5. EDWARD CONARD— UNINTENDED CONSEQUENCES: Why Everything You've Been Told About the Economy Is Wrong — Ed Conard is a top ten New York Times best-selling author and a visiting scholar at the American Enerprise Institute. In 2012, Ed Conard was one of the top ten most Googled authors. From 1993 to 2007, he was a partner at Bain Capital. He served as the head of Bain’s New York office and led the firm’s acquisitions of large industrial companies. He sits on several boards of directors including the board of Waters Corporation. Prior to Bain, Conard worked for Wasserstein Perella, an investment bank that specialized in mergers and acquisitions, and Bain & Company, a management consulting firm, where he headed its industrial practice. He is a graduate of Harvard Business School and the University of Michigan. “Edward Conard’s keen business insight and sharp eye on economic forces explain structural strengths and weaknesses of the American economy. While some of his proposed solutions are controversial, the U.S. economy can recover its mojo if policy makers understand Conard’s diagnosis.” — GLENN HUBBARD, Dean, Graduate School of Business, Columbia University; Former Chairman, President’s Council of Economic Advisers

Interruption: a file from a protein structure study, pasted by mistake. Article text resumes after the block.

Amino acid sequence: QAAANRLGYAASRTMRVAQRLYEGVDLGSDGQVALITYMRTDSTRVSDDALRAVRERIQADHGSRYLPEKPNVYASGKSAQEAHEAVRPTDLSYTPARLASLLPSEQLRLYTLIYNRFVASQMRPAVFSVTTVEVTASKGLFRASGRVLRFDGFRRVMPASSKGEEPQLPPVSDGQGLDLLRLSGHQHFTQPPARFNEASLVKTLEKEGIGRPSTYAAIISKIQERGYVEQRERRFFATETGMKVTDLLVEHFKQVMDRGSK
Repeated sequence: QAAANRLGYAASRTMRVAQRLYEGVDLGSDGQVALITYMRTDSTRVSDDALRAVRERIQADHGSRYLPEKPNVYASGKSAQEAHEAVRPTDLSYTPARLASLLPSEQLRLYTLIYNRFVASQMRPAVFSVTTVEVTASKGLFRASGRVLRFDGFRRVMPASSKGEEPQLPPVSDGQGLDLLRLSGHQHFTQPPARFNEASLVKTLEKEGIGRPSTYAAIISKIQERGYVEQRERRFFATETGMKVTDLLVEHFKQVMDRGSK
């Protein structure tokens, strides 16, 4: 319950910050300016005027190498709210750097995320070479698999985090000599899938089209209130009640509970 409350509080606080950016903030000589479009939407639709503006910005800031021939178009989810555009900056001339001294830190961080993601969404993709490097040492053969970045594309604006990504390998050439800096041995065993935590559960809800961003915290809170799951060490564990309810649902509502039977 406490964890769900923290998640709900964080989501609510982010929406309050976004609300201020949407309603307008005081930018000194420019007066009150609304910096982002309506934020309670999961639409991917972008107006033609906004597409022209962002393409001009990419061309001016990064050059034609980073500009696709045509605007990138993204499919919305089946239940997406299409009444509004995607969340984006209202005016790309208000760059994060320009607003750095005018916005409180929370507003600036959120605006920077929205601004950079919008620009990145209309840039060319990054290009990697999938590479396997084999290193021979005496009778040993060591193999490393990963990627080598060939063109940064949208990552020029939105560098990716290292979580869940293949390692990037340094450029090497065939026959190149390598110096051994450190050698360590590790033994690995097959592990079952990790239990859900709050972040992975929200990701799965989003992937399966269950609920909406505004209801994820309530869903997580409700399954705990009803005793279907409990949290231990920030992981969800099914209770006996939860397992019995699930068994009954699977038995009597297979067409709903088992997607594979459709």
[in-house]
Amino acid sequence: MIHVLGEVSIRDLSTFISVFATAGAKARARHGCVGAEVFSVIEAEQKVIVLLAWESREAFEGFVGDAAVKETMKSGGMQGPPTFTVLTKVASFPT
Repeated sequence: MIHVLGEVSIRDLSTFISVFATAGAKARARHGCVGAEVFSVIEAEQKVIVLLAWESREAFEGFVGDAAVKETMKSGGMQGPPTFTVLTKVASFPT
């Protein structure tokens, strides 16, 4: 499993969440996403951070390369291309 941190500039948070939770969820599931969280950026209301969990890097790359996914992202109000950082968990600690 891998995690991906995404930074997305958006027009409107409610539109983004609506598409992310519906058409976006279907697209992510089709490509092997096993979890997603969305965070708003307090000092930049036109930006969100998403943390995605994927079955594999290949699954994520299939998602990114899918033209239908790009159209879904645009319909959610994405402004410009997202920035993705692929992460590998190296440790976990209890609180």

6. CLIVE DAVIS — THE SOUNDTRACK OF MY LIFE — Music legend Clive Davis recounts an extraordinary five-decade career in the music business, while also telling a remarkable personal story of triumphs, disappointments, and encounters with some of the greatest musical artists of our time, from Bob Dylan and Paul Simon to Whitney Houston and Alicia Keys. Orphaned and impoverished in his teens, Davis overcame early hardships, earning a full scholarship to NYU and then one to Harvard Law School. As general counsel at Columbia Records, Davis quickly distinguished himself and capitalized on a lucky break to catapult to the presidency of the company. More surprisingly, he was to learn he had “ears,” a rare ability to spot talent and create hit records. Those ears contributed to the fabled success of three companies — Columbia, Arista, and J — where Davis discovered and developed more unique artists than anyone in music industry history.
7. SYLVIA DAY— ENTWINED WITH YOU — The #1 New York Times and #1 international bestselling author of more than a dozen award-winning novels sold in 39 countries, Day is a reader favorite across several genres, and there are millions of copies of her books in print worldwide. Her work has been honored as Amazon's Best of the Year in Romance. She has won the RT Book Reviews Reviewers' Choice Award and been nominated for Romance Writers of America's prestigious RITA award twice.